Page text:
Many years ago, when I was a middle school teacher in Connecticut, Hurricane Hugo came up the southeastern seaboard and devastated many areas, including the coast of South Carolina. I remember how moved one of my students, Eric, was after watching it on the news. I stopped my lessons and had the kids research South Carolina; they found out that it was one of the poorest states in the country. So we brainstormed ways to help. The kids wanted to write letters, but Eric came out and said, "Who would we write to? They don't have mailboxes anymore." And I thought it was really profound.
Through research, Eric found that the Red Cross or FEMA usually replaces all the essentials—toiletries, cooking utensils, clothes. But he was really concerned about what would happen to little kids who felt unsafe. So, with a couple of other 6th graders, he created a program called Project Kid to Kid to collect stuffed animals and send them to kids in South Carolina. It started as a middle school project and eventually found its way across the district. Eric enlisted the help of parents to make sure that the stuffed animals were brand new or clean, and he decided that the kids had to write a note and attach it to each of the 4,000 or 5,000 stuffed animals. One of my favorite moments was when one of the students asked, "Should we put our school's name and address on the notes?" And Eric stood up in the classroom, without my prompting, and said, "No, we shouldn't put our names on it. You should never expect anything in return." And I thought it was such an incredible, powerful lesson about kids acting upon their caring. I know sometimes people say kids don't care, but in reality, sometimes we just don't provide the opportunities for kids to act upon their caring.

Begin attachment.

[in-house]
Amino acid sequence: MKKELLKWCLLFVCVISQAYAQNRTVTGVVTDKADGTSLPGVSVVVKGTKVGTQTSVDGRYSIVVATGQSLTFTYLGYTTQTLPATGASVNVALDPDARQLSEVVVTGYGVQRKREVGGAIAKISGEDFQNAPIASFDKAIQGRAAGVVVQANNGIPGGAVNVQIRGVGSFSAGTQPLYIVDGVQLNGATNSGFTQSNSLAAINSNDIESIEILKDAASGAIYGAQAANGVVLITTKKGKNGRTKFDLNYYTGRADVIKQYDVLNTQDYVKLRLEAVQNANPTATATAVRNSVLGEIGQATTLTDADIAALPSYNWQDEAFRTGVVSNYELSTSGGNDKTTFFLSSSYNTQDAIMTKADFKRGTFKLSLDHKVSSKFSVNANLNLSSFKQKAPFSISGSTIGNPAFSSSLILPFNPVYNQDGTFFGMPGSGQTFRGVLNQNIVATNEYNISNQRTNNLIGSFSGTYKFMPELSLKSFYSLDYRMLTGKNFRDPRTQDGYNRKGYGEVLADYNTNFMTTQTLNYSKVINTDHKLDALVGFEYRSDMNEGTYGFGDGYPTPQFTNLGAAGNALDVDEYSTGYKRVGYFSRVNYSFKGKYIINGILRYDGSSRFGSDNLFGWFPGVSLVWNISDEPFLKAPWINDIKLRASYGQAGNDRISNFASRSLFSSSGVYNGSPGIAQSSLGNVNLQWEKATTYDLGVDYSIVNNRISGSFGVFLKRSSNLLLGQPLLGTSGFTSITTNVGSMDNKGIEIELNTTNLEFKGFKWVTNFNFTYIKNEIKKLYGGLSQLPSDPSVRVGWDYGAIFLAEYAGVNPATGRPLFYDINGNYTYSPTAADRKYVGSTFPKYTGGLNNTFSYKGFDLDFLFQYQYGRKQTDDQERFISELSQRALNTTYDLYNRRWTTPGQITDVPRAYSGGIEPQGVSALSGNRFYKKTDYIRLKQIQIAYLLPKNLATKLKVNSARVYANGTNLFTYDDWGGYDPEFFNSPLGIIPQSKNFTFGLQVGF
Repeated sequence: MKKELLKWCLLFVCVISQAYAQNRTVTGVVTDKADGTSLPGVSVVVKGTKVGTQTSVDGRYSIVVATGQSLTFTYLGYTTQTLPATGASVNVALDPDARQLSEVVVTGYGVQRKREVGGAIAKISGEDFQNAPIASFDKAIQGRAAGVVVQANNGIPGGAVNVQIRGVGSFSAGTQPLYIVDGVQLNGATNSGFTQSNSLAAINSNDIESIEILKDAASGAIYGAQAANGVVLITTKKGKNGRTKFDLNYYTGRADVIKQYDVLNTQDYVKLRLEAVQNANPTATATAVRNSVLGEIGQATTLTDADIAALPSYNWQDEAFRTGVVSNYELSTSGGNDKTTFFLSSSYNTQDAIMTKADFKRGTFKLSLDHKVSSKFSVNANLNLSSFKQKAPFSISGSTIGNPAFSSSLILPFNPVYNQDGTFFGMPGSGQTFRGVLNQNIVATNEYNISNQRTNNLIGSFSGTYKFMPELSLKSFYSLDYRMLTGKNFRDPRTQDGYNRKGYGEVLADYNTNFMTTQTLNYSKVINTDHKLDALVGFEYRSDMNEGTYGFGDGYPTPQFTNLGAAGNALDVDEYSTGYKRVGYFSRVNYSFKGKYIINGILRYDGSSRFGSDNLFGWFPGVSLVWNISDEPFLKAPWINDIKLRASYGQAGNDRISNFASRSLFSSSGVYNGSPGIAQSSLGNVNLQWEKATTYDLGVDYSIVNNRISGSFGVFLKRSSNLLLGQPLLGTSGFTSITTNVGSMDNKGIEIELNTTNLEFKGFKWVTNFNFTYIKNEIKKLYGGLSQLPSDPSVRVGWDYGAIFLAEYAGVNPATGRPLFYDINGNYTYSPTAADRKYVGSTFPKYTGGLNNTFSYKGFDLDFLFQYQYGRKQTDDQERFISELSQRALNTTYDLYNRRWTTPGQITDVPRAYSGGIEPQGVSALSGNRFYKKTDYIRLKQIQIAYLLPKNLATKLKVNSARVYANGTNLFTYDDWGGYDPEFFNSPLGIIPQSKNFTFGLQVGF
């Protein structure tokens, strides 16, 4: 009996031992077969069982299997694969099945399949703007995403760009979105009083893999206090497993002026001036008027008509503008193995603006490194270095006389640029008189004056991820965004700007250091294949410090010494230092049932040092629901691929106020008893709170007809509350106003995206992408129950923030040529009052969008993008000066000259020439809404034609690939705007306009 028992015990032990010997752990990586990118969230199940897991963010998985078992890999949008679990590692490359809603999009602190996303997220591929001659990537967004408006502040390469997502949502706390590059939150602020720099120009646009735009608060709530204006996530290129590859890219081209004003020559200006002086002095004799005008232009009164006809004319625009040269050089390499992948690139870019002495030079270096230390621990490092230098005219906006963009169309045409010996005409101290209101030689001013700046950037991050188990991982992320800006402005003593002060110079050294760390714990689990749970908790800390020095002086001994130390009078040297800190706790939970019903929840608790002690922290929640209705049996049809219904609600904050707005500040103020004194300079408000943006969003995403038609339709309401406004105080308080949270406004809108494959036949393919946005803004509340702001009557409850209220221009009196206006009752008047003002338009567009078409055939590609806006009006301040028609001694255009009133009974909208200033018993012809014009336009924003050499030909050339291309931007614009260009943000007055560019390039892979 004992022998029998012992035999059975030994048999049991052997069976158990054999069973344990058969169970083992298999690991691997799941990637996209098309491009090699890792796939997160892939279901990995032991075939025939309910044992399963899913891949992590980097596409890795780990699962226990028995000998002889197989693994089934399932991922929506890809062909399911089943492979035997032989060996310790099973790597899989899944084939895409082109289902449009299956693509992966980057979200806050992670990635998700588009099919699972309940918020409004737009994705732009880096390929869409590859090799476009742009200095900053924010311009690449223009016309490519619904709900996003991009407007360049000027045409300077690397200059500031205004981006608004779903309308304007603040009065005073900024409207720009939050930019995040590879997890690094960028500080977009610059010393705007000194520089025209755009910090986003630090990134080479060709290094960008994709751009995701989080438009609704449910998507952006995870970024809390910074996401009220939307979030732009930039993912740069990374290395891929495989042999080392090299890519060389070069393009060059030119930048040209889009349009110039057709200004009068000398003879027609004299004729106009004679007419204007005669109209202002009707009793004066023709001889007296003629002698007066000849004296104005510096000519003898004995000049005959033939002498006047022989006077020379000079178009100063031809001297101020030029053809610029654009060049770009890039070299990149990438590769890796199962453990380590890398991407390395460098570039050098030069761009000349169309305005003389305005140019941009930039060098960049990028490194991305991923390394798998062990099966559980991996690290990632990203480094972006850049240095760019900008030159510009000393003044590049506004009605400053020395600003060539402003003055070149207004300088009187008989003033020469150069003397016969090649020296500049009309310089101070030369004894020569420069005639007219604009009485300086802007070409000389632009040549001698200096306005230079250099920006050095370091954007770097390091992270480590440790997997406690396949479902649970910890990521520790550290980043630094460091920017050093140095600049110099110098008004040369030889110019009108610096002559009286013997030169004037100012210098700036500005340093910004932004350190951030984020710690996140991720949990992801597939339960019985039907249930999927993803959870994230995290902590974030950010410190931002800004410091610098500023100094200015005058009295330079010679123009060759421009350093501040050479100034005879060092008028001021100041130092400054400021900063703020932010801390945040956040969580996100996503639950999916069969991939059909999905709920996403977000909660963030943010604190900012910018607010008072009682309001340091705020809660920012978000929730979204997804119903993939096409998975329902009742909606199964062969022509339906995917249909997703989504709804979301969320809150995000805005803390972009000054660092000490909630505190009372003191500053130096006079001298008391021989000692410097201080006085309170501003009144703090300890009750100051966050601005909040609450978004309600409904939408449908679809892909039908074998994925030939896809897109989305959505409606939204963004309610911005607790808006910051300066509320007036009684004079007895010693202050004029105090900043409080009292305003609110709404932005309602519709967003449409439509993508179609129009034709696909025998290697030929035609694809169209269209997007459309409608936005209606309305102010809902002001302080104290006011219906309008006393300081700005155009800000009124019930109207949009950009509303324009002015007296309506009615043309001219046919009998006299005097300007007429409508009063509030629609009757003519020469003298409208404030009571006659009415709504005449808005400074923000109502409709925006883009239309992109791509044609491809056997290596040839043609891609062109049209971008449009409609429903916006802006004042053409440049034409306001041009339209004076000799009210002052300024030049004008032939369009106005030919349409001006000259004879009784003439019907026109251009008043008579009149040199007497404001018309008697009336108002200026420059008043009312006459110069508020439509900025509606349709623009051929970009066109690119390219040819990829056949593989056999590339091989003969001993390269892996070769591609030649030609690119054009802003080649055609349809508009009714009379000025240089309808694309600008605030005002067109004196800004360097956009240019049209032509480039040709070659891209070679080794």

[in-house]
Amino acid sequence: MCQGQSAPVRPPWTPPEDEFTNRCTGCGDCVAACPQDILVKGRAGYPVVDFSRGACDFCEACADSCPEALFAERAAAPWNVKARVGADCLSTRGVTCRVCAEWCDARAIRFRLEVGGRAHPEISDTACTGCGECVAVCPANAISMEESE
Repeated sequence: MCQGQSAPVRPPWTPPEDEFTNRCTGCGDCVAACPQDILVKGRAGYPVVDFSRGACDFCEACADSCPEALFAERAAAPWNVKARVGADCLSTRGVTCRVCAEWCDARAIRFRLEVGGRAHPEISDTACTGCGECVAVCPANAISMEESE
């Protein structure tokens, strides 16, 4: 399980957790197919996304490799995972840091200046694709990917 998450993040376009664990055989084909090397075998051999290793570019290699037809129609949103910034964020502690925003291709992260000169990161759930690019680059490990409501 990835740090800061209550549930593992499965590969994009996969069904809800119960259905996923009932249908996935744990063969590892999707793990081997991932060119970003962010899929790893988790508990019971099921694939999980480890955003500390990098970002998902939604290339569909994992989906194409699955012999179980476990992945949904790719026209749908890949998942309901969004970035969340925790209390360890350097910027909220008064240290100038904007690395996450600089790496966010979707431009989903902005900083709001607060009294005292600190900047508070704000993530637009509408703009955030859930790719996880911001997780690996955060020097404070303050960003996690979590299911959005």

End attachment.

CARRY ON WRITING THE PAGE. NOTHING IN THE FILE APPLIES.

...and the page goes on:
Who is your biggest professional role model or influence?
Bill Purkey, who is the author of a book called Invitational Education, which I still reference. It's about the invitations that we send out to kids every single day through the physical environment, the way we interact with them, and what we say to them. The book has been a great catalyst for me to think about the importance of culture and building relationships with kids.
Now to the burning questions. You're stuck on a deserted island with two books—which ones do you choose?
Miss Rumphius by Barbara Cooney. It's a wonderful children's story whose main character sets out to achieve three goals: travel the world, live in a house by the sea, and do something to make the world more beautiful. This is a book I have read over and over as it has a timeless quality that resonates with what is important in my life—especially the last goal.
Creating Innovators by Tony Wagner. The book explores what is required to ensure that our students are developing their capacities to be innovators. While this book speaks to the heart of my education philosophy, I would also hope that an innovator somewhere would be designing a way to rescue me from the island.
Do you have a favorite sports team?
Without a doubt, Ohio State football. Go, Buckeyes! Oh, and I always root for Cleveland teams, because there's always going to be next year.
What was your favorite subject in school?
I gravitated toward English language arts because I love writing and the power of words.
Is there an inspirational quote that you live by?
What we offer to our students tells them what it is that we value.
What final thought do you want to communicate to educators?
I want them to know that I honor the work they do every single day. It's complex, and it's not for the faint-hearted. I really want them to know that ASCD has their best interests at heart.
Copyright © 2015 by ASCD